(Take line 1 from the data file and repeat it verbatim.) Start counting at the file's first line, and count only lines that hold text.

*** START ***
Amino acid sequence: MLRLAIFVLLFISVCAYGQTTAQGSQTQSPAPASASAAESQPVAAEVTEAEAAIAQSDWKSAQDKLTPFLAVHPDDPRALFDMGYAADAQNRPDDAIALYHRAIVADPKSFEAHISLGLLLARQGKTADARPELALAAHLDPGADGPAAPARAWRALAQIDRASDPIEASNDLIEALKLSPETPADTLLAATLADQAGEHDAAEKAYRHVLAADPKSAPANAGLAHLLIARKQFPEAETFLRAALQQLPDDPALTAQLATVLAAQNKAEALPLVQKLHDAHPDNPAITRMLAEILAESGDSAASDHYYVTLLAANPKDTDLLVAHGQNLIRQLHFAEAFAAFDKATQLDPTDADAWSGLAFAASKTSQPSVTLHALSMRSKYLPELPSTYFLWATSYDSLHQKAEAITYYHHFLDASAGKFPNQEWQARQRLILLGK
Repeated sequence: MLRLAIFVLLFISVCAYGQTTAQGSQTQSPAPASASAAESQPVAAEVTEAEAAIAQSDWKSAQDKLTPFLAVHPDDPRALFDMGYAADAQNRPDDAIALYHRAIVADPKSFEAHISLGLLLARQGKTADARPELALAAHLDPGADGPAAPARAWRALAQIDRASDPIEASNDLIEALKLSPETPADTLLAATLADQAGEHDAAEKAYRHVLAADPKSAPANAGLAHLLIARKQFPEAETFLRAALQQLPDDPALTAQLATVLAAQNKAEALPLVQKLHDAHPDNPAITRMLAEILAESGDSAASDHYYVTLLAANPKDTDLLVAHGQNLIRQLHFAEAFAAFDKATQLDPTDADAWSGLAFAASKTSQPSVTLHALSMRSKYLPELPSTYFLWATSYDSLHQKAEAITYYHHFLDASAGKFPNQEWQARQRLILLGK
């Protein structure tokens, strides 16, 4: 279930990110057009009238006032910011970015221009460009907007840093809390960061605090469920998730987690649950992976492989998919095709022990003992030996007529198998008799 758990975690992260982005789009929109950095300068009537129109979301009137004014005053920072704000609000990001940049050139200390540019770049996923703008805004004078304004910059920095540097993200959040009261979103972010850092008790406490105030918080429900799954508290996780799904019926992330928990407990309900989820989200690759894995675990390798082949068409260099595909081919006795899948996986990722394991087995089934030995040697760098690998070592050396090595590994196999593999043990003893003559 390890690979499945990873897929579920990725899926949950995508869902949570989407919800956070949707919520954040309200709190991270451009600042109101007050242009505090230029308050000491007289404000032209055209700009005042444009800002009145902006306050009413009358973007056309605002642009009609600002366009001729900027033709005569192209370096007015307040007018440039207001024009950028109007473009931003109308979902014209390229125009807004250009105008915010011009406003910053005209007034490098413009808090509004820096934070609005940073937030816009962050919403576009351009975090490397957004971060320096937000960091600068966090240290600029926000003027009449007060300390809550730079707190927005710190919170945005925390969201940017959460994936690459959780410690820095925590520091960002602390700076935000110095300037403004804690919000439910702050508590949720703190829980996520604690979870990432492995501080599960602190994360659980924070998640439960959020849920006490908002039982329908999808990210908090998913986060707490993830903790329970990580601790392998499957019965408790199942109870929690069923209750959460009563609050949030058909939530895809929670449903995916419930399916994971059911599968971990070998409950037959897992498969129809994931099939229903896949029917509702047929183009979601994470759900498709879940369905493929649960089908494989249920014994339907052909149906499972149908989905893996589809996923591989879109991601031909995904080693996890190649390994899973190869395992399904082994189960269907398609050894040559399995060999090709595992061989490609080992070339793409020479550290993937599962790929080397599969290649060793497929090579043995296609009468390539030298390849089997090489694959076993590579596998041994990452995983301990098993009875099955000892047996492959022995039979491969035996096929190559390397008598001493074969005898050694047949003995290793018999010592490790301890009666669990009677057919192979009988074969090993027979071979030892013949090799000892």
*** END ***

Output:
Amino acid sequence: MLRLAIFVLLFISVCAYGQTTAQGSQTQSPAPASASAAESQPVAAEVTEAEAAIAQSDWKSAQDKLTPFLAVHPDDPRALFDMGYAADAQNRPDDAIALYHRAIVADPKSFEAHISLGLLLARQGKTADARPELALAAHLDPGADGPAAPARAWRALAQIDRASDPIEASNDLIEALKLSPETPADTLLAATLADQAGEHDAAEKAYRHVLAADPKSAPANAGLAHLLIARKQFPEAETFLRAALQQLPDDPALTAQLATVLAAQNKAEALPLVQKLHDAHPDNPAITRMLAEILAESGDSAASDHYYVTLLAANPKDTDLLVAHGQNLIRQLHFAEAFAAFDKATQLDPTDADAWSGLAFAASKTSQPSVTLHALSMRSKYLPELPSTYFLWATSYDSLHQKAEAITYYHHFLDASAGKFPNQEWQARQRLILLGK